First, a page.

A Regal Recovery – Princess Yachts
Princess Yachts is back in the black, with a record-breaking £770 million ($1 billion) orderbook – the highest in the company’s history.
Even with an orderbook up 20% from 2016, Princess is not resting on its laurels. Princess also hinted at an additional six new model launches in 2018, including a new carbon-fibre sports boat, the R35.
Princess attributes its sales in 2017 to a strong showing at the international boat shows, a boost in marketing and a substantial investment in production – including hiring more than 500 new members of staff last year.
Antony Sheriff, executive chairman of Princess Yachts, said: “This has been a landmark year in the history of Princess. We have a clear vision to be the highest-quality, most-innovative and best luxury yacht producer in the world, and it is gratifying to our highly skilled and dedicated 2,700-strong team that the market has responded in tune with our efforts.
“With our exciting launch plan this year of unique and exceptional yachts, coupled with our unprecedented $1 billion order book which stretches well into 2019, 2018 is set to be another record year for sales and profits.”
The yacht builder saw positive results all round, with a £274.4 million turnover in 2017, up 26.6% from £216.7 million in 2016. Princess also hit profitability in 2017, with profit of £7.9 million. The shipyard had made significant improvements in 2016 but not enough to land it in the black, it cut its net loss from -£20 million in 2015 to -£12 million in 2016.
How it was done
In January 2016, Princess Yachts embarked on a major restructuring process, where the shipyard plan to cut 350 jobs. The company later confirmed 172 jobs were cut in March 2016.
In the wake of the global financial crisis that kicked-off in 2008, shipyards had to manage in an environment where both new and old customers were not buying new yachts. Global superyacht orders dropped from around 260 in 2007 to around 110 in 2009.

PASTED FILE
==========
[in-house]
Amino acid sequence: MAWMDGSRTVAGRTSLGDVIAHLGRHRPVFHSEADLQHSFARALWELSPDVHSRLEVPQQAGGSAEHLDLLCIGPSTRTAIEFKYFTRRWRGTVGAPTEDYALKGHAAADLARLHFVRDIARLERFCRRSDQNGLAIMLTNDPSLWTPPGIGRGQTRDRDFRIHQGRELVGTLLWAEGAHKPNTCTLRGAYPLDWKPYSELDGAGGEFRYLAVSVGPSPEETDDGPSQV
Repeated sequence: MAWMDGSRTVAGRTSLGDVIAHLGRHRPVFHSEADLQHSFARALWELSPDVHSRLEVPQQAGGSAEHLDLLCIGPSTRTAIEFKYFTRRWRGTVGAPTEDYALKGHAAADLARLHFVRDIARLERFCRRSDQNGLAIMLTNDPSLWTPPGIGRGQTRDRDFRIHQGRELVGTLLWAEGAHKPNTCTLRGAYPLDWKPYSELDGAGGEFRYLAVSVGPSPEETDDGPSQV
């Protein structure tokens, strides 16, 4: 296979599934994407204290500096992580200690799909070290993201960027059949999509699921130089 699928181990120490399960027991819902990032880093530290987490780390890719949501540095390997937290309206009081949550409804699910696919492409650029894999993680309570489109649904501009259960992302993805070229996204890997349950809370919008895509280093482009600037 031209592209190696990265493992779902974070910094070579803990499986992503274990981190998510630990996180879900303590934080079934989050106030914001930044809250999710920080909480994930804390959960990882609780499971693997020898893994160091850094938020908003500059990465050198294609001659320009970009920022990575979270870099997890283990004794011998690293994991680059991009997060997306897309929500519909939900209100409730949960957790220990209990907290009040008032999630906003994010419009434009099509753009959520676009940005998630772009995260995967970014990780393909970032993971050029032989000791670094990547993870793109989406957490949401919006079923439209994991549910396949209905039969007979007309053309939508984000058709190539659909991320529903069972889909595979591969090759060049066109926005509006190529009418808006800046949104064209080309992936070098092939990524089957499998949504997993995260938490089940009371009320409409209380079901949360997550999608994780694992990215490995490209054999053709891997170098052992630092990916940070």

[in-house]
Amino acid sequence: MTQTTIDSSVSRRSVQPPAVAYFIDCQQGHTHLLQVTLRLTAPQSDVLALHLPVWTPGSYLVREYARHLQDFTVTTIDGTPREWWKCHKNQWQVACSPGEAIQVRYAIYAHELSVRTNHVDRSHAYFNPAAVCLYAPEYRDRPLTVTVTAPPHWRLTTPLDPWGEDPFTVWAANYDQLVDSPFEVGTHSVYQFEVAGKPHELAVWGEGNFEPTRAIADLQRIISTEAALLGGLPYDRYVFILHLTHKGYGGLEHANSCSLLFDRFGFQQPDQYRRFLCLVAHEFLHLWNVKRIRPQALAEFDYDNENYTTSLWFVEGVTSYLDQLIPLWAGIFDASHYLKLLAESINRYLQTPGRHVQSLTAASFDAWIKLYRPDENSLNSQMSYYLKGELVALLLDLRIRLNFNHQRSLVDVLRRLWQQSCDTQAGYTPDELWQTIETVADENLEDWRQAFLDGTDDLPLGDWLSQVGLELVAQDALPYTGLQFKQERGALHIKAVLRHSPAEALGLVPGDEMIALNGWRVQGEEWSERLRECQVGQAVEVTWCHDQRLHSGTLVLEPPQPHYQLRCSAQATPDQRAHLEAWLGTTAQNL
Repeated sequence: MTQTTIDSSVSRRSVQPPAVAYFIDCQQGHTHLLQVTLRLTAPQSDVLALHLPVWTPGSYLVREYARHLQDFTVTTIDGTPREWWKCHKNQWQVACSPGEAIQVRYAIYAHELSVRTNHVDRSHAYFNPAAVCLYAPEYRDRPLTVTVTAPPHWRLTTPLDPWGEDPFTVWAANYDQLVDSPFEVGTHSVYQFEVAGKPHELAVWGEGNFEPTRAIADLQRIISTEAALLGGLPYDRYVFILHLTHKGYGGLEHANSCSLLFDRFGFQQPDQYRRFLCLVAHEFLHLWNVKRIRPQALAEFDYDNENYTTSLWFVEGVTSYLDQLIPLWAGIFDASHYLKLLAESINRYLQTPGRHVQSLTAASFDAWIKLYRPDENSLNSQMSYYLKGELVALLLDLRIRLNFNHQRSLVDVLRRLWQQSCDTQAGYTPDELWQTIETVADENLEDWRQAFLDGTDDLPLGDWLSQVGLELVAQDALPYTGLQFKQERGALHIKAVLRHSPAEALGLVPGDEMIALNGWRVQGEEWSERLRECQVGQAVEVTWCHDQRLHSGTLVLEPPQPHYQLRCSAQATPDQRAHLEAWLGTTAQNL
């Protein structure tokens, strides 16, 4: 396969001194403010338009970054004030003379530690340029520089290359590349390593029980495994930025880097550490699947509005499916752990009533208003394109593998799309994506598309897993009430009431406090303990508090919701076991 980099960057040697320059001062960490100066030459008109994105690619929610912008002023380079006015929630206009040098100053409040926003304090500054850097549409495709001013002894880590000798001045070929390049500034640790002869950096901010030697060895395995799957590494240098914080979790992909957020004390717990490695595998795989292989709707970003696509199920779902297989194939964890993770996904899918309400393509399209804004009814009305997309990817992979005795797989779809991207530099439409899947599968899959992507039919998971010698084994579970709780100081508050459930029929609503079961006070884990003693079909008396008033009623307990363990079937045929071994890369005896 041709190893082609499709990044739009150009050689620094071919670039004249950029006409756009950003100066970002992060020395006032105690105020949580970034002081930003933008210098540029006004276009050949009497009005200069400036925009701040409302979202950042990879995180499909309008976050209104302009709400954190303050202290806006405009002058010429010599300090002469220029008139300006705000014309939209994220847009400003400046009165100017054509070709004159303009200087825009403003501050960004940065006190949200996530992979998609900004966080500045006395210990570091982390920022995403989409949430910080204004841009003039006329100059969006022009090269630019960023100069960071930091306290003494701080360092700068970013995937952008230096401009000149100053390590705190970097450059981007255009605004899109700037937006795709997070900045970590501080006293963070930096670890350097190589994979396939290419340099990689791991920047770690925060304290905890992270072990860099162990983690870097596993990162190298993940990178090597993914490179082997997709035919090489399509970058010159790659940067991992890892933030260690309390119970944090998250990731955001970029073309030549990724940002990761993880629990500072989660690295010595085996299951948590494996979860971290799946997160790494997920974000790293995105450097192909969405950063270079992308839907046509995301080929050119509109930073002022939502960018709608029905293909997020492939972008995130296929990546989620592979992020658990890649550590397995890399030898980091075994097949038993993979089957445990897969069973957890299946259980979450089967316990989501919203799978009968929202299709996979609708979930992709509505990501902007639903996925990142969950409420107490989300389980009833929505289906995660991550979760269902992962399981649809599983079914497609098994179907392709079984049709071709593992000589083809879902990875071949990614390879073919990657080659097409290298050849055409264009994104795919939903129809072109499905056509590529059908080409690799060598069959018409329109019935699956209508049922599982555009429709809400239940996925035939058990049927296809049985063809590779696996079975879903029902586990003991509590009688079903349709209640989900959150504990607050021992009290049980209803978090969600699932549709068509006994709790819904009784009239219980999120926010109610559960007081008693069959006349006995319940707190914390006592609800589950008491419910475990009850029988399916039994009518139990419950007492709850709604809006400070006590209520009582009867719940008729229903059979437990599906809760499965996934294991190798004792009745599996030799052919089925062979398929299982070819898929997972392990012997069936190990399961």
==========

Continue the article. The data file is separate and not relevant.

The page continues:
Whilst the market was weathering the storm, real warning signs for Princess started to show in 2014, when the company saw a net loss of £11.3 million compared to a profit of £4.8 million the previous year.
In 2016, Princess decided to restructure, cutting the workforce and production. It streamlined the building process and launched new models across its M Class, S Class, V Class and FlyBridge ranges.
As Mr Sherriff puts it: “It is common to find companies that will discount heavily to fill the orderbook and keep the production running.
“Rather than do this, we initially cut production in order to stabilise the company. This worked out well because when I joined Princess had some fantastic new products being developed which drew interest… Over time, even though demand was increasing, we held firm and tried to keep the production steady whilst we were improving our stability, quality, reliability and deliveries.”
In the background, the weakening pound in the wake of the Brexit vote is also an attractive proposition for new owners to buy a British yacht. With the number of working UK shipyards falling over the past decade, the remaining yards like Princess and Sunseeker are well poised to make the most of the resurgence of interest from international customers. When Princess’s order book began to grow last year, it cited Brexit as one of the key reasons prompting it to bring on more workers.
As Mr Sheriff added: “The lower value of the pound in 2016 definitely gave us an advantage, especially in comparison to 2014. Our boats were less expensive for international customers, which was attractive for them. However, we also saw a lot of business within the UK where the exchange rate means nothing.”
The shipyard has steadied its financial standing this year, securing a multi-year facility with banking group HSBC in January. Graham Maxa, Princess’s chief financial officer said: “The decision to move to HSBC complements the company’s existing business partners and provides strong support to the growth of Princess’s aggressive development plans. This strength, together with HSBC’s global reach, will support growth internationally and keep the company on a solid positive financial trajectory for the rest of 2018 and beyond.”
Princess also established a £100 million investment programme in September last year in the wake of its successful showing in Cannes where it ended up securing £640 million in orders, an 85% increase over 2016 – the Telegraph reported.
The funding was provided by the company’s core financial backer L Catterton, which has been a key investor in the company since 2008.
“When I came in, I had a firm agreement and commitment where we came to the same conclusion that we needed to invest very heavily if the business was to grow and reach its full potential. We agreed on investing £100 million in the company over five years. Most of this is going into upcoming models but substantial investment is also being made into modernising the facilities to make sure they are up to the job of producing the highest quality boats possible,” Sheriff said.